It’s the only one in the United States and it’s located in the Archdiocese of Denver. The well-known and respected Bethlehem Handicrafts, which imports carved olive wood items from the Holy Land to sell here at parishes and mall kiosks and internationally online (bethlehemhandicrafts.com) opened a store April 2, Easter Monday, in Aurora.
Located at 4114 S. Parker Road, the well-stocked store offers an array of exquisite olive wood items ranging from religious statues, crucifixes and rosaries to jewelry and kitchen items crafted by over 400 Holy Land artisans, providing them with a means to support their families.
“We are the only store in the United States that does this,” said George Bannoura, 40, a co-owner of the family business.
Bethlehem Handicrafts was born 15 years ago when Bannoura, a native of Beit Sahour (Shepherds Field), which is located just east of Bethlehem and is home to the largest Christian community in the Holy Land, brought goods from there to sell in Denver to keep his family and fellow artisans from poverty after tourism tanked due to escalating violence in the Middle East. The vast majority of Christians living in or near Bethlehem depend on tourism for their livelihoods. Their numbers have steadily declined due to unrest and lack of work.
We are proud to be considered part of the living Christian heritage of the Holy Land. Our local Christians go back to Christ’s time. We are the first believers of the Lord.”
“Twenty years ago in the city of Bethlehem, Christians were 85 percent of the population. Now, we are only 15 percent of the population,” said Bannoura, whose family still maintains both their workshop and homes there.
Numbers for the larger Holy Land are even more telling. In 2014, Israel had just over 8 million people, the Palestinian Territories 4.5 million and Jordan 6.5 million. Christians were estimated to make up from 2 to 3 percent of those totals (2-plus percent in Israel and Jordan, and about 1.25 percent in Palestine).
“Our main mission [at Bethlehem Handicrafts] is to help ourselves as a community,” Bannoura said. “We want to help our livelihood so Christians can stay there. I always ask, If there are no Christians left in the Holy Land, what will happen to the sacred sites?”
Archbishop Samuel J. Aquila, recognizing the importance of a Christian presence in the land where Jesus walked, has periodically sent letters to parishes urging prayers for Holy Land Christians and support for Bethlehem Handicrafts.
“Our faith was born in a land that is both holy and often in turmoil,” he wrote last April. “Our brothers and sisters in Christ who live in the Holy Land undergo many hardships to practice their faith, but they remain committed to the land where Jesus lived, preached, died and rose from the dead…. Your parishioners’ support of the Bannoura’s business can help maintain their presence in Bethlehem.”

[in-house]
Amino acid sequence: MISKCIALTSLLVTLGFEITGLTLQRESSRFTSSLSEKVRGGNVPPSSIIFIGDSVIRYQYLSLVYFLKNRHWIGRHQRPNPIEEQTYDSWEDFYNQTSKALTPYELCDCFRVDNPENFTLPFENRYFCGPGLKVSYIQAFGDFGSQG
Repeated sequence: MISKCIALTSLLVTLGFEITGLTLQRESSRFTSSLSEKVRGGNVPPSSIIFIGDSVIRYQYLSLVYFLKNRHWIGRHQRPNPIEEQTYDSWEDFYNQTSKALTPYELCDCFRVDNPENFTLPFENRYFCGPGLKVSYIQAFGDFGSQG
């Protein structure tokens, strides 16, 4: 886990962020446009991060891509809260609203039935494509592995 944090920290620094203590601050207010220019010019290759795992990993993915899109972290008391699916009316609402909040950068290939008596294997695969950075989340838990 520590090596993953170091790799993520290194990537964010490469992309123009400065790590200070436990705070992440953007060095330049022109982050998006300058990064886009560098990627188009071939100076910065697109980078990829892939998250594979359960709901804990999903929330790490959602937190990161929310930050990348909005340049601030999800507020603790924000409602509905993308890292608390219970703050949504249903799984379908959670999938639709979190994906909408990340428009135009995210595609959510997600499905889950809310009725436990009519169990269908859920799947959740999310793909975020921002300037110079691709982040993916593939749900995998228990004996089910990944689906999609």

Father James Spahn, pastor of St. John Paul II in Thornton and Immaculate Heart of Mary in Northglenn, has visited the Bannoura family’s workshop in Bethlehem.
“They use the olive wood from the area and carve religious items from it,” he said. “[The work] helps the Christians there who have a hard life with very little opportunity and it brings beautiful religious items here for people’s homes and for our parishes. It’s a win-win situation.”
To be a Christian in the Holy Land facing the circumstances they do today has been described as a vocation and as a mission. The Bannoura family has embraced that vocation and mission wholeheartedly.
“We are proud to be considered part of the living Christian heritage of the Holy Land,” Bannoura said. “Our local Christians go back to Christ’s time. We are the first believers of the Lord.”
Committed to offering the highest quality wood and artistry possible, Bannoura said the family opened their store because they can only take a limited number of their 800-plus items to display at parishes and at seasonal mall kiosks. And while people can view items online, it’s not the same as viewing them in person.
“We recently added hand-painted ceramic items, olive soap, icons, kitchen utensils and silver jewelry,” Bannoura said, motioning to shelves lined with colorful plates and cups, fragrant soaps and eye-catching jewelry. “A good number of women make the rosaries and bracelets.”
Bethlehem Handicrafts also leads pilgrimages to the Holy Land, which Blessed Paul VI called “the fifth gospel,” to enliven one’s faith, and to support and encourage Christians there. Bannoura said he’s always asked if such journeys are safe. Despite hotspot instability, pilgrimages to the Holy Land are remarkably safe and have recently seen increased numbers.
“If it weren’t safe,” Bannoura declared, “I wouldn’t take my wife and children there.”
Reflecting on the newest venture in the family business, opening the store, Bannoura said he is filled with gratitude for his home here and the warm support the Catholic community has given to Bethlehem Handicrafts.
“We love Denver, we love Colorado,” he said. “This is my second home. I thank Archbishop Aquila, Bishop Jorge Rodriguez, Bishop Michael Sheridan, Bishop Stephen Berg and all the priests and faithful who have been great supporters of us.”
Store: 4114 S. Parker Road, Aurora, CO 80014
Hours: 10 a.m.-5 p.m. Monday-Friday; 9 a.m.-noon Saturdays
Phone: 720-201-7193 or toll free 844-999-4659